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Semester 1

EU Law Honours I: Foundations (LAWS10226)







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**This course is only open to visiting students coming through a direct exchange with the School of Law (including Erasmus students on a Law-specific Exchange). Exchange students outside of Law and independent study abroad students are not eligible to enrol in this course, with no exceptions.** Please note that 3rd year Law courses are high-demand, meaning that they have a very high number of students wishing to enrol in a very limited number of spaces. These enrolments are managed strictly by the Visiting Student Office, in line with the quotas allocated by the department, and all enquiries to enrol in these courses must be made through the CAHSS Visiting Student Office. It is not appropriate for students to contact the department directly to request additional spaces. If there is sufficient space for other visiting students to enrol at the start of the semester, visiting students must have completed at least 3 Law courses, INCLUDING a course equivalent to European Union Law Ordinary A (LAWS08125), at grade B or above to qualify for this course; we will only consider University/College level courses. This course cannot be taken alongside European Union Law Ordinary A (LAWS08125).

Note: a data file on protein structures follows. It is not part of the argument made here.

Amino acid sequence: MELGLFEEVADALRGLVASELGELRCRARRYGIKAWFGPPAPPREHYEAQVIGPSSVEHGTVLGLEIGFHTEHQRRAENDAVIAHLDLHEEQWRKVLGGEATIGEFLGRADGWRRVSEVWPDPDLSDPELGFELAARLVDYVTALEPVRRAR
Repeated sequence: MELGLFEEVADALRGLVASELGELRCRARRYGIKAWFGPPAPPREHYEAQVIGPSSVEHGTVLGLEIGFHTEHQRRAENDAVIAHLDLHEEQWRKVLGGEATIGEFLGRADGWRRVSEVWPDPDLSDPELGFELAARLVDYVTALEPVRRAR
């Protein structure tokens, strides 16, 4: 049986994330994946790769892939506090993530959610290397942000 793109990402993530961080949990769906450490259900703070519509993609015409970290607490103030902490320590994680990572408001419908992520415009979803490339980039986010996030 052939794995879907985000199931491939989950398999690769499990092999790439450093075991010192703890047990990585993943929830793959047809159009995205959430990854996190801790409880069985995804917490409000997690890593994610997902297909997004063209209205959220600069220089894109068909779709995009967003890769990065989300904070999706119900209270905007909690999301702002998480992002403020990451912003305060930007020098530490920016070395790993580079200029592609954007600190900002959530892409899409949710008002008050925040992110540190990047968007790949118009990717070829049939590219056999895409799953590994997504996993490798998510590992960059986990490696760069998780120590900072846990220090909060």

Course Summary

This course explores the law of the European Union from constitutional and institutional perspectives, demonstrating how and why EU law has become such a complex system of law beyond the state. Building on previous study of EU law at Ordinary level, EU Law Honours I: Foundations focuses in more depth on legal issues that are particularly timely or unsettled. For example, what are the competences of the European Union and the Member States respectively? Why is the principle of the 'autonomy' of EU law, which distinguishes the EU legal system from both international and national law, so significant? What does the Charter of Fundamental Rights add to existing protection under the ECHR? What is the role of the European Union in crisis management? And (how) has Brexit changed the EU's constitutional and institutional 'ecosystem'?

Course Description

The course content will cover: The sources of EU law; The EU institutional framework; The competences of the EU and of the Member States; The central principles of EU constitutional law; How EU law relates to both international and national law; The role of the EU in the ongoing management of various crises; The legal implications of Brexit.

Assessment Information

Written Exam 0%, Coursework 100%, Practical Exam 0%

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All course information obtained from this visiting student course finder should be regarded as provisional. We cannot guarantee that places will be available for any particular course. For more information, please see the visiting student disclaimer:

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